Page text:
Signpost (Weber, Utah), 1974-01-151
|Previous||1 of 8||Next|
small (250x250 max)
medium (500x500 max)
large ( > 500x500)
Loading content ...
t - Snack bar prices up 22 per cent at WSC "We're losing about $2600 every month," said Paul Gansen, director of Food Services. Ganson stated that the cafeteria has been losing money and this is the reason for the new hike in prices. "I'm the last one in the world who wants to raise prices," said Gansen, "students want to know how come I am raising price but the truth of the matter is, is that prices have increased 22 per cent just this year and we haven't received any more money to' operate on, so we have to begin somewhere." October budget "I'm just receiving the budget that I asked for last October and prices keep rising all the time. People want to know in advance about what prices will be next September, I have no idea ! I don't have any idea about where to begin to quote prices that far in advance," Gansen said in the past week hamburger has increased 12 cents a pound. "The increase on meat has gone up two cents a pound just because of the gasoline shortage."The other problem is availability. "I don't know what the real shortages in the U.S. are. I don't know that the gasoline shortage isn't a hoax for petroleum industries who want to wait and sell fuel at a higher price, what I do know is that there is a shortage in the food industry in some areas." Gansen mentioned that shortages were present for vegetables and fruits. Explaining further, the director of good services, mentioned that the reason fruits and vegetables went up was because their supplier left everything go to waste during the migrant workers strike. "In the dairy industry, less and less farmers are milking cows and churning their milk into butter because they can make more money growing wheat, or corn or soybeans," he said. Ganson stated that in buying vegetables and fruits by the case their prices usually fluxuate about sixty cents throughout the year, but that this year prices have fluctuated two and three dollars on the case. Good old days "I can see their point said Ganson, "but the problem is that prices are going up everywhere and no one is getting a raise in pay. Pretty soon said Ganson, we're going to be reflecting back to the good old days when meat was 49 cents a pound, bread was four loaves for a dollar and tuna could be bought for the price of four cans for a dollar. Ganson also stated that pretty soon the American public might be headed toward recession, (having money and not being able to purchase anything.) Prices have gone up on many items in the cafeteria, snack bar, and Skyroom because of the current rate of inflation. Luncheon in the cafeteria has gone from $1.25 to $1.35. Prices in the sky room vary but the in- 1 crease has not surpassed 25 cents. HUMS . . . fv , -i RISING FOOD PRICES does not appear to have affected students enough to keep them out of the snack bar. Prices have risen on campus to keep up with increasing costs to the food service. Havighurst begins winter convocation series Dr. Robert J. Havighurst, professor of education and human development at the University of Chicago, will kick off the winter convocation series at Weber State College this Thursday. Havighurst will discuss the topic "What is Right with American Education?" at noon in the Fine Arts Center Auditorium. Havighurst's appearance on campus is in conjunction with the dedication of the Education building which was completed last quarter. In other events on campus, Havighurst will be the principle speaker at a 3 p.m. seminar in room 104 of the Education building. The topic there will be "Current Educational Issues." At7:30 p.m. he will give a special public lecture in the FAC Auditorium entitled "Educational Values in an Af- V - ; ." ; Dr. Robert J. Havighurst fluent Society." Degrees Havighurst was reared in Illinois and attended college in Ohio, where he took his A.B degree at Ohio Wesleyan University and his Ph.D. (in chemistry) at Ohio State University. He did research work in chemistry and physics for several years and taught these subjects at Miami University in Ohio and the University of Wisconsin. Becoming interested in problems of education, he changed his field of work to that of education, and taught at Ohio State University and the University of Chicago, where he has been professor of Education and Human Development since 1941. Havighurst has published articles dealing with education and human development in such magazines as Phi Delta Kappan, Nations Schools, and Viewpoints. Several books He has also published several .books which include, Older People, Educating Gifted Children, The Education of American Indians, and 400 Losers: Delinquent Boys in High School. Six other convocations will be presented this quarter. Some of the special guests scheduled to appear are Billy Friedkin who will appear on Jan. 24 and discuss film-making. Utah's own Reperatory Dance Theatre will be featured at the Jan. 31 convocation.Humorist Mort Sahl will appear in late February and former president of San Francisco State University, Dr. S. I. Hayakawa will proceed him in earlier that month. Indian culture The American Indian culture will be discussed on Feb. 14 by Dr. Banerjee Manheim. Students may receive credit for attending these convocations by registering for Communications 104. Dr. Daniel L. Martino, fine arts center director, noted that there had been a substantial in crease this quarter for this special convocation class. Faculty and students are in-vitred and encouraged to attend these special Thursday noonconvocations. 'Clown' seeks to end Daylight Savings Time by Lidia Wasowicz UPI Staff Writer A Salt Lake City man with several hundred children is gathering signatures on a petition against Daylight Savings Time because he is "bananas about kids." Les Johnson, or "Bananas the Clownas" as he is affectionatly known to his many young admirers, began his battle against the time change Thursday afternoon in front of Penny's Department Store on main street, armed with petitions, pens and notes on the hazards of Daylight Savings Time to children. Present petitions He planned to hold his ground until Sunday, at which time he hoped to have gathered one-thousand signatures. He will then present the petitions to Gov. Calvin Rampton, state legislators and maybe President Richard Nixon, although says, "I think he'll be uncaring." Democrat Rampton and Attorney General Vernon Romney, the state's top republican official, both declared Thursday their opposition to Daylight Savings Times in Utah. With 140 signatures filling the first page and one half of his petition, Johnson enthusiastically pledged to fight to the end. "I've got to see this thing through. I'm a professional clown, but that's not the reason for doing this. I'm doing this because I'm bananas about kids." Six years He has spent six vears as a volunteer in a children's hospital and works as a Big Brother Coordinator for the Division of Family Services. In his words, "I am not married, but I have hundreds of small friends who write to me and call me." Johnson cited the dark morning hours during which children go to school as one of the dangers to youngsters created by Daylight Savings Time. "Walking the streets during the dark pre-dawn hours causes a hazardous potential of auto pedestrian collisions. Already reports are coming in of children being struck by vehicles while on the way to school." He says Daylight Savings Time during the winter opens doors to robbery and rape and does not do much for conserving energy in Utah. Driving children "Already some parents are driving their children to school when normally they do not, which will minimize the decrease in energy consumption which is the alleged reason for the extension of Daylight Savings Time. The Clowns of America member noted most of the signatures of his petition came from mothers of school children and young women. He has three mothers helping him publicize his petition and hopes to gain supporters in the next couple of days. "I appreciate all the help, and I certainly don't mind doing this for the kids. I paid a few bucks for the petitions and all I'll really need to get now are some cold capsules."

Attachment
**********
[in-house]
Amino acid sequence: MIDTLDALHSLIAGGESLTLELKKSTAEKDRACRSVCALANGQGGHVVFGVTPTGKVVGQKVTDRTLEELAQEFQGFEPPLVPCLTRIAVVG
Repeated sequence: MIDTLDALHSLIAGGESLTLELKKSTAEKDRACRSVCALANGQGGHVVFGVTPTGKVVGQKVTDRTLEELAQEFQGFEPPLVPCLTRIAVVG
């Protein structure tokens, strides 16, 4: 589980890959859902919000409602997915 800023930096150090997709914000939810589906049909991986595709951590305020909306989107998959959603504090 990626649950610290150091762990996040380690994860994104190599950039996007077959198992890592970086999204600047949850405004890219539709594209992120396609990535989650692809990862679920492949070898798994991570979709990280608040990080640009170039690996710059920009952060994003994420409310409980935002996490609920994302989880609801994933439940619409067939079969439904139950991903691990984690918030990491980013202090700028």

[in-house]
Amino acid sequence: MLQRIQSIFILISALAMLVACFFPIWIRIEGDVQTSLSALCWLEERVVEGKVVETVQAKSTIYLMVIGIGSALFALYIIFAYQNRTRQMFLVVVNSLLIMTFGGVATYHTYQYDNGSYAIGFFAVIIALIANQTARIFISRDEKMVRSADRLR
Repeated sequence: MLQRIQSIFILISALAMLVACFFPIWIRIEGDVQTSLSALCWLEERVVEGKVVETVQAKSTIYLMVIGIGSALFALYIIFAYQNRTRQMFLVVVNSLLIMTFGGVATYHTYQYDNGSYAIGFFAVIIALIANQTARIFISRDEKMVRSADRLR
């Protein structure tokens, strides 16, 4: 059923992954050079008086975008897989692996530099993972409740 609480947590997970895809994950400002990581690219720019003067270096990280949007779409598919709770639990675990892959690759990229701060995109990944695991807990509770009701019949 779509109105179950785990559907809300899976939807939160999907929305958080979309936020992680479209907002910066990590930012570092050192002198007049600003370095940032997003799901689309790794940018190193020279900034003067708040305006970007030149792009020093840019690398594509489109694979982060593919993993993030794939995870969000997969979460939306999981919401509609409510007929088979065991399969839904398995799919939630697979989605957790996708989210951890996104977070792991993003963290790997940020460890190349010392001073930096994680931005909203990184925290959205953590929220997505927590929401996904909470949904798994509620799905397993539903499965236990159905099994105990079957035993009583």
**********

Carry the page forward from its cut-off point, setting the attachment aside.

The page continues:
|Title||Signpost (Weber, Utah), 1974-01-15, Vol. 33, No. 23|
|Creator||Weber State College|
|Contributors||Associated Students of Weber College; A generous grant from the Utah State Library and the Institute of Museum and Library Services.|
|Description||Weber's current student newspaper, the Signpost, first appeared on September 29, 1937. For two years prior to that time, campus news was disseminated via announcements posted on a bulletin board known as the "Signpost". As a result, the masthead of the first issue of the paper itself featured a rudimentary wooden sign with the title spelled out in rustic-looking letters. Over the years the paper has been published continuously, though the look, size and style has changed several times.|
|Subject||College student newspapers and periodicals; Weber State College|
|Publisher Digital||Stewart Library, Weber State University|
|Source||University Archives LD5893.W55 S5, Stewart Library, Weber State University|
|Rights Management||Public Domain. Courtesy of University Archives, Stewart Library, Weber State University.|